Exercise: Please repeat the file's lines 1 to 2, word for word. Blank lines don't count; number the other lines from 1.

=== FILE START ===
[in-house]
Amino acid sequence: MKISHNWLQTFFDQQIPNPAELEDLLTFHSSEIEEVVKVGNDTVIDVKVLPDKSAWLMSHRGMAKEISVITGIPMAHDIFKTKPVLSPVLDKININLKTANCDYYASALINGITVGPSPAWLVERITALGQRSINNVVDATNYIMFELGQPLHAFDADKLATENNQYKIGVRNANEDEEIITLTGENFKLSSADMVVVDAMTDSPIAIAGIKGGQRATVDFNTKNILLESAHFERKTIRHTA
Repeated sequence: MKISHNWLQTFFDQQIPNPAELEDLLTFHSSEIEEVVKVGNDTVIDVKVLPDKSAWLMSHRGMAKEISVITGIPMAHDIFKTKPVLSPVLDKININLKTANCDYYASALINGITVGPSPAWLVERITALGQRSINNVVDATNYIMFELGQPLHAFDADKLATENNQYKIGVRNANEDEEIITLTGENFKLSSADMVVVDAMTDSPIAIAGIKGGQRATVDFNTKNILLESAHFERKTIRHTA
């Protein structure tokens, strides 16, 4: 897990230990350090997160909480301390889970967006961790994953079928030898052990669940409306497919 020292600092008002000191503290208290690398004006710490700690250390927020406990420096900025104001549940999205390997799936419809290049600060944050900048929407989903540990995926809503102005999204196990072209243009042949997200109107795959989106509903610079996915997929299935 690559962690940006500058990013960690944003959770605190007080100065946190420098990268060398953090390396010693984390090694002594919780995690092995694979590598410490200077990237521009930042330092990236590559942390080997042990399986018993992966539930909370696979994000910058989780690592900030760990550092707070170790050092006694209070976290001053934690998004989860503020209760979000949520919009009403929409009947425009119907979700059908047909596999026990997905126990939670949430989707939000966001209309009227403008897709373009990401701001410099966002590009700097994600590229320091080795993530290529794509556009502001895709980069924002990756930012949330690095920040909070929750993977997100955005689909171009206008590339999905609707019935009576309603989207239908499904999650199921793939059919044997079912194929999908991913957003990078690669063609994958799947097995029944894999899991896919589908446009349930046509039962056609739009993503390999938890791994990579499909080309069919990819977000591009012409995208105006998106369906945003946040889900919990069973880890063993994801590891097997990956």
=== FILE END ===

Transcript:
[in-house]
Amino acid sequence: MKISHNWLQTFFDQQIPNPAELEDLLTFHSSEIEEVVKVGNDTVIDVKVLPDKSAWLMSHRGMAKEISVITGIPMAHDIFKTKPVLSPVLDKININLKTANCDYYASALINGITVGPSPAWLVERITALGQRSINNVVDATNYIMFELGQPLHAFDADKLATENNQYKIGVRNANEDEEIITLTGENFKLSSADMVVVDAMTDSPIAIAGIKGGQRATVDFNTKNILLESAHFERKTIRHTA